The expanded power to condemn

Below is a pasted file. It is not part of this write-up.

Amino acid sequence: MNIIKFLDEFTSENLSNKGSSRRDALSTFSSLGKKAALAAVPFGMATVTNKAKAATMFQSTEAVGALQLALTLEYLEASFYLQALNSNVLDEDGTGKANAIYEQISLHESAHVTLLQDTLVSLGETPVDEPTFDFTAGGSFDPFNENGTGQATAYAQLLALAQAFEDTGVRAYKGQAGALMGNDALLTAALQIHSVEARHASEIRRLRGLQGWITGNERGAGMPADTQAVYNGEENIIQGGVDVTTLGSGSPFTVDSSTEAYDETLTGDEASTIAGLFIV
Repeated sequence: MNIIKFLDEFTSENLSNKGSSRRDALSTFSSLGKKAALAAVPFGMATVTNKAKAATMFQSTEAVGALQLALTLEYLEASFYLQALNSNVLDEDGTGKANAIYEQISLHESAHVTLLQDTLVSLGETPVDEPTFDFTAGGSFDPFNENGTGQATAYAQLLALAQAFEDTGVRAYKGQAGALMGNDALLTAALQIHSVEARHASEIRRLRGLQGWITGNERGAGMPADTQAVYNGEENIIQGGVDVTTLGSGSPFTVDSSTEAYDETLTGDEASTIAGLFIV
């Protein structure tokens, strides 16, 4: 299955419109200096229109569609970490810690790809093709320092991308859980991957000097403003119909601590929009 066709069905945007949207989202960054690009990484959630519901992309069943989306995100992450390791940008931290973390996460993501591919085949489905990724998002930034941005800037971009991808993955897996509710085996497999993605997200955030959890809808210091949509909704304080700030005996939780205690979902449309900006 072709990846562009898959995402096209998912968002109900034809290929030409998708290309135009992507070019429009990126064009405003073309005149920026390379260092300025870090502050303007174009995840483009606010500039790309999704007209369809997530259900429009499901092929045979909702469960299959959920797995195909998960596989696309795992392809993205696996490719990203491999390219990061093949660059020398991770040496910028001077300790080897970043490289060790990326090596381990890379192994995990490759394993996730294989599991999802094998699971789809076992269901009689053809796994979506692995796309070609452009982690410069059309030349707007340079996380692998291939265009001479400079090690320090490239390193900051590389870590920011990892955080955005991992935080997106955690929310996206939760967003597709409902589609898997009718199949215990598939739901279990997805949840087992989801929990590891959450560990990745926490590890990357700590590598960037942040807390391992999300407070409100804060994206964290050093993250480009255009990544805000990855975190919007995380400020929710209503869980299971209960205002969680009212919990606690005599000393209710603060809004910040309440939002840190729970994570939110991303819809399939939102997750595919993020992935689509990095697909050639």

Those of you who have been following of this column may recall a prior column on the law of eminent domain. Recapping briefly, “eminent domain” is the power of the government to take (that’s right, take — as in it’s mine now and not yours) private property for the public use. The exercise of eminent domain extends through all levels of government: federal, state and municipal.The power of eminent domain is founded in both the federal and state constitutions. The Fifth Amendment of the federal Constitution speaks to eminent domain. What the Fifth Amendment says is this: “No person…shall be deprived of life, liberty or property without due process of law; nor shall private property be taken without just compensation.” That’s it, the Constitution devotes all of nine words (or maybe 20, depending upon how you’re counting) to the subject of eminent domain and does so in sort of a presumptive, backdoor manner. What I mean by that it this; the wording of the Fifth Amendment presumes that private property may be taken for the public use and assures, simply, that when it is, the owner must be fairly compensated. There is assurance, too, that the property may not be taken without “due process” of law.A moment, then, to discuss “due process.” “Due process of law” means simply this; the law applied in its regular course of administration through the courts. Focus, if you will, on each word separately: “due” meaning just, proper, regular or sufficient and “process” meaning the means by which a thing proceeds. Patching the two words back together, “due process” means regular or sufficient processing of a matter through the ordinary administrative procedures of the courts.OK, you’re thinking, all well and good, but what about the title of this column? What does eminent domain have to do with condemnation? Well, condemnation is the power of eminent domain exemplified. Condemnation is the process of taking private property for the public use through the power of eminent domain. If eminent domain is the dueler’s foil, the condemnation is the thrust and parry. Eminent domain is the power to take and condemnation is the application of that power.Traditionally, the power of eminent domain has been applied for the “public good.” The exercise of eminent domain is how the government acquires land for such purposes as constructing highways, building airports, or implementation of such public benefits as light rail systems. This is also why, in significant part, such public projects often cost a king’s ransom to complete; much of the cost involved is that associated with buying-out the private property owners for “just compensation.”What’s new, though, are two troubling trends. First, many jurisdictions have recently been incautious in reaching the determination that the taking is “necessary” (rather than merely “desirable” or “expedient”) in condemning private land. Although, traditionally, private property could only be expropriated when the taking was necessary for the public welfare, more and more takings have occurred not out of necessity but out of the desirability of a certain parcel for the public use. More sinister, though, is the recent United States Supreme Court decision in Kelo v. City of New London.In Kelo, in a 5 to 4 decision, the Supremes ruled that local governments may force property owners to sell out to make way for private economic development when government officials decide it would benefit the public, even if the property is not blighted and the new project’s success is not guaranteed. This is a shift of tectonic proportions. The new decision provides that private property may now be taken, not to make way for, say, a public airport, but instead, for a Wal Mart, or a private condominium development, a casino, or whatever else may be deemed to stoke the economic engine.The Kelo decision provided the strong affirmation that many state and local governments had sought for their increasing use of eminent domain for urban revitalization. Opponents argued that forcibly shifting land from one private owner to another, even with fair compensation, violates the Fifth Amendment, which prohibits the taking of private property by government except for “public use.” But Justice John Paul Stevens, writing for the majority, cited cases in which the court has interpreted “public use” to include not only such traditional projects as bridges or highways but also slum clearance and land redistribution. He concluded that a “public purpose”, such as creating jobs in a depressed city, can also satisfy the Fifth Amendment.Specifically, the issue with which Kelo dealt was a proposal by the City of New London, Connecticut to convert 90 acres of waterfront land in the neighborhood of Fort Trumbull into office buildings, upscale housing, a marina and a research center for the pharmaceutical behemoth, Pfitzer. Suit was brought by 15 homeowners who lived on a portion of the property and had refused to be bought out by the developers. One of them, Susette Kelo, had extensively remodeled her home and wanted to stay for its view of the water. Another, Wilhelmina Dery, was born in her house in 1918 and has lived there her entire life. The City argued that the redevelopment plan was in the public interest insofar as the project was expected to create new jobs and, when completed, would generate substantial property tax revnue.The Connecticut Supreme Court upheld the city’s plan, so the homeowners, represented by lawyers from the Libertarian Institute for Justice, appealed the case to the U.S. Supreme Court. According to the Institute, the New London plan, which the City approved in 2000, is typical of “eminent domain abuse,” which has spawned more than 10,000 threatened or filed condemnation actions involving transfers of property from one private party to another in 41 states between the years 1998 and 2002.Justices voting with the majority included Stevens, Souter, Bader-Ginsburg, Breyer and Kennedy. Voting against the majority were Chief Justice Rehnquist and Justices Scalia, Thomas and O’Connor. The import of the split is obvious in that Sandra Day O’Connor has already given notice of her retirement and Chief Justice William Rehnquist will likely soon retire owing to his failing health. What had been a close decision in Kelo may, with two new justices, become a solid majority or, as the two staunchest conservatives on the Court, Scalia and Thomas, voted in opposition and, as it likely that, in addition to Judge John Roberts, President Bush will appoint another conservative, this dangerous foray into condemnation for private use may soon be arrested.For the time being, though, as Justice O’Connor wrote in her dissent, the “specter of condemnation hangs over all property. Nothing is to prevent the State from replacing any Motel 6 with a Ritz-Carlton, any home with a shopping mall, or any farm with a factory.” She went on to write that the majority had tilted in favor of those with “disproportionate influence and power in the political process, including large corporations and development firms.”Not a good thing, I think, for free and private ownership, unfettered by the tentacles of encroaching governmental avarice.Rohn K. Robbins is an attorney licensed before the Bars of Colorado and California who practices in the Vail Valley. He is a member of the Colorado State Bar Association Legal Ethics Committee and is a former adjunct professor of law. Mr. Robbins lectures for Continuing Legal Education for attorneys in the areas of real estate, business law and legal ethics. He may be heard on Wednesday nights at 7:00 p.m. on KZYR radio (97.7 FM) as host of “Community Focus.” Mr. Robbins may be reached at 926-4461 or at his e-mail address: firstname.lastname@example.orgVail, Colorado